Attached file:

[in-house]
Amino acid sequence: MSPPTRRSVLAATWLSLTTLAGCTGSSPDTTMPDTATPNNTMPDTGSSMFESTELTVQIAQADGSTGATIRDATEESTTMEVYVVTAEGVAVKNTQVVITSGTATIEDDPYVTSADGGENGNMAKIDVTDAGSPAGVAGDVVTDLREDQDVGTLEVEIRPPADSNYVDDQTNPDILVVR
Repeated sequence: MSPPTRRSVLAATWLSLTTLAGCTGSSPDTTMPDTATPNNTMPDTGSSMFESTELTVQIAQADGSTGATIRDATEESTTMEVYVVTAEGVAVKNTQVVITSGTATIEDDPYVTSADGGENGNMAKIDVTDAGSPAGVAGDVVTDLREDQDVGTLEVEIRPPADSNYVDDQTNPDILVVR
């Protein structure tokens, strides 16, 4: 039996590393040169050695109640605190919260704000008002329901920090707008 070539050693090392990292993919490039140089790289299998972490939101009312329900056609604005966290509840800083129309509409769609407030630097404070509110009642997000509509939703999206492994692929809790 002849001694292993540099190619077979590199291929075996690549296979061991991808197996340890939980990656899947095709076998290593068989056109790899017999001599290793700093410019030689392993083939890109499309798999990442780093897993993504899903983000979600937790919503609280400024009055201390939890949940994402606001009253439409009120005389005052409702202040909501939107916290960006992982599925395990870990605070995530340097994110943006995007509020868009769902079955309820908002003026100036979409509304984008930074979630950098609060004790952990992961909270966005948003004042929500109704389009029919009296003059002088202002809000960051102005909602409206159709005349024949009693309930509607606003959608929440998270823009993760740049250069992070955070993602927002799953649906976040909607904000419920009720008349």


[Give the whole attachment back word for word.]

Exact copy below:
[in-house]
Amino acid sequence: MSPPTRRSVLAATWLSLTTLAGCTGSSPDTTMPDTATPNNTMPDTGSSMFESTELTVQIAQADGSTGATIRDATEESTTMEVYVVTAEGVAVKNTQVVITSGTATIEDDPYVTSADGGENGNMAKIDVTDAGSPAGVAGDVVTDLREDQDVGTLEVEIRPPADSNYVDDQTNPDILVVR
Repeated sequence: MSPPTRRSVLAATWLSLTTLAGCTGSSPDTTMPDTATPNNTMPDTGSSMFESTELTVQIAQADGSTGATIRDATEESTTMEVYVVTAEGVAVKNTQVVITSGTATIEDDPYVTSADGGENGNMAKIDVTDAGSPAGVAGDVVTDLREDQDVGTLEVEIRPPADSNYVDDQTNPDILVVR
């Protein structure tokens, strides 16, 4: 039996590393040169050695109640605190919260704000008002329901920090707008 070539050693090392990292993919490039140089790289299998972490939101009312329900056609604005966290509840800083129309509409769609407030630097404070509110009642997000509509939703999206492994692929809790 002849001694292993540099190619077979590199291929075996690549296979061991991808197996340890939980990656899947095709076998290593068989056109790899017999001599290793700093410019030689392993083939890109499309798999990442780093897993993504899903983000979600937790919503609280400024009055201390939890949940994402606001009253439409009120005389005052409702202040909501939107916290960006992982599925395990870990605070995530340097994110943006995007509020868009769902079955309820908002003026100036979409509304984008930074979630950098609060004790952990992961909270966005948003004042929500109704389009029919009296003059002088202002809000960051102005909602409206159709005349024949009693309930509607606003959608929440998270823009993760740049250069992070955070993602927002799953649906976040909607904000419920009720008349």